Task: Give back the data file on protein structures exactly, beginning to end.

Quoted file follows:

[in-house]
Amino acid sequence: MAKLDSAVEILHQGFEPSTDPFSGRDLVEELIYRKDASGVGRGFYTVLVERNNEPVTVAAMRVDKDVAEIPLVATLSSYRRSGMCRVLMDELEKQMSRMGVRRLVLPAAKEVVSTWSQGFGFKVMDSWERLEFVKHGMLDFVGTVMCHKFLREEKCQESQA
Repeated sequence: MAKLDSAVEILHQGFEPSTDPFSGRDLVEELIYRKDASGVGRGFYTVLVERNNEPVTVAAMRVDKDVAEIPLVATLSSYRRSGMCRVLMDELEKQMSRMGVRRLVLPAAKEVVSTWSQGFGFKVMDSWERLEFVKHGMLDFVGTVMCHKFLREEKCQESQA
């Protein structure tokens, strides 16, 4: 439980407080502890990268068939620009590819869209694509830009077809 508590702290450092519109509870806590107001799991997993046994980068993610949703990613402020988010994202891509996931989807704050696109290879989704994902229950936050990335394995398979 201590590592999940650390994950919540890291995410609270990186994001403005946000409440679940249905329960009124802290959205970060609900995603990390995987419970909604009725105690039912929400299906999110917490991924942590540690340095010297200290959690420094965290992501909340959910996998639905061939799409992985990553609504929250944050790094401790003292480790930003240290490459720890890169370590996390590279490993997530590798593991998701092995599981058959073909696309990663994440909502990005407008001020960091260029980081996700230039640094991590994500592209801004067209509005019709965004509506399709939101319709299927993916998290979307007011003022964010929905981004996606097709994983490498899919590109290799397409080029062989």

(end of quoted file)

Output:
[in-house]
Amino acid sequence: MAKLDSAVEILHQGFEPSTDPFSGRDLVEELIYRKDASGVGRGFYTVLVERNNEPVTVAAMRVDKDVAEIPLVATLSSYRRSGMCRVLMDELEKQMSRMGVRRLVLPAAKEVVSTWSQGFGFKVMDSWERLEFVKHGMLDFVGTVMCHKFLREEKCQESQA
Repeated sequence: MAKLDSAVEILHQGFEPSTDPFSGRDLVEELIYRKDASGVGRGFYTVLVERNNEPVTVAAMRVDKDVAEIPLVATLSSYRRSGMCRVLMDELEKQMSRMGVRRLVLPAAKEVVSTWSQGFGFKVMDSWERLEFVKHGMLDFVGTVMCHKFLREEKCQESQA
């Protein structure tokens, strides 16, 4: 439980407080502890990268068939620009590819869209694509830009077809 508590702290450092519109509870806590107001799991997993046994980068993610949703990613402020988010994202891509996931989807704050696109290879989704994902229950936050990335394995398979 201590590592999940650390994950919540890291995410609270990186994001403005946000409440679940249905329960009124802290959205970060609900995603990390995987419970909604009725105690039912929400299906999110917490991924942590540690340095010297200290959690420094965290992501909340959910996998639905061939799409992985990553609504929250944050790094401790003292480790930003240290490459720890890169370590996390590279490993997530590798593991998701092995599981058959073909696309990663994440909502990005407008001020960091260029980081996700230039640094991590994500592209801004067209509005019709965004509506399709939101319709299927993916998290979307007011003022964010929905981004996606097709994983490498899919590109290799397409080029062989």